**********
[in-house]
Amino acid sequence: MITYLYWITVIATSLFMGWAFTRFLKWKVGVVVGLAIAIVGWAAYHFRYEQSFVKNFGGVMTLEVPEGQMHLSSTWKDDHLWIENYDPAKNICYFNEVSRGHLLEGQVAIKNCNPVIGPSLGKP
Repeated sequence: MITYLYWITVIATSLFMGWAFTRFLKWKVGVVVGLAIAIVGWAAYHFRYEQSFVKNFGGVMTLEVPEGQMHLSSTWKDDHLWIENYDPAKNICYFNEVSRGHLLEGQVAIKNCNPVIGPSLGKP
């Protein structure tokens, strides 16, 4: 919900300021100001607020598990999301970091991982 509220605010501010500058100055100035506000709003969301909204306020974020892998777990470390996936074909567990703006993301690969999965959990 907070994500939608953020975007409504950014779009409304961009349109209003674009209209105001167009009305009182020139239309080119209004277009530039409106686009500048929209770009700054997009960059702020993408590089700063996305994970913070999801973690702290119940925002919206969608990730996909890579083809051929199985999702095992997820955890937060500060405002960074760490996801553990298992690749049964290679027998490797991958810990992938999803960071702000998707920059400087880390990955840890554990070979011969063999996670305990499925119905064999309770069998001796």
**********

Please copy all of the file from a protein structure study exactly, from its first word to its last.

[in-house]
Amino acid sequence: MITYLYWITVIATSLFMGWAFTRFLKWKVGVVVGLAIAIVGWAAYHFRYEQSFVKNFGGVMTLEVPEGQMHLSSTWKDDHLWIENYDPAKNICYFNEVSRGHLLEGQVAIKNCNPVIGPSLGKP
Repeated sequence: MITYLYWITVIATSLFMGWAFTRFLKWKVGVVVGLAIAIVGWAAYHFRYEQSFVKNFGGVMTLEVPEGQMHLSSTWKDDHLWIENYDPAKNICYFNEVSRGHLLEGQVAIKNCNPVIGPSLGKP
């Protein structure tokens, strides 16, 4: 919900300021100001607020598990999301970091991982 509220605010501010500058100055100035506000709003969301909204306020974020892998777990470390996936074909567990703006993301690969999965959990 907070994500939608953020975007409504950014779009409304961009349109209003674009209209105001167009009305009182020139239309080119209004277009530039409106686009500048929209770009700054997009960059702020993408590089700063996305994970913070999801973690702290119940925002919206969608990730996909890579083809051929199985999702095992997820955890937060500060405002960074760490996801553990298992690749049964290679027998490797991958810990992938999803960071702000998707920059400087880390990955840890554990070979011969063999996670305990499925119905064999309770069998001796």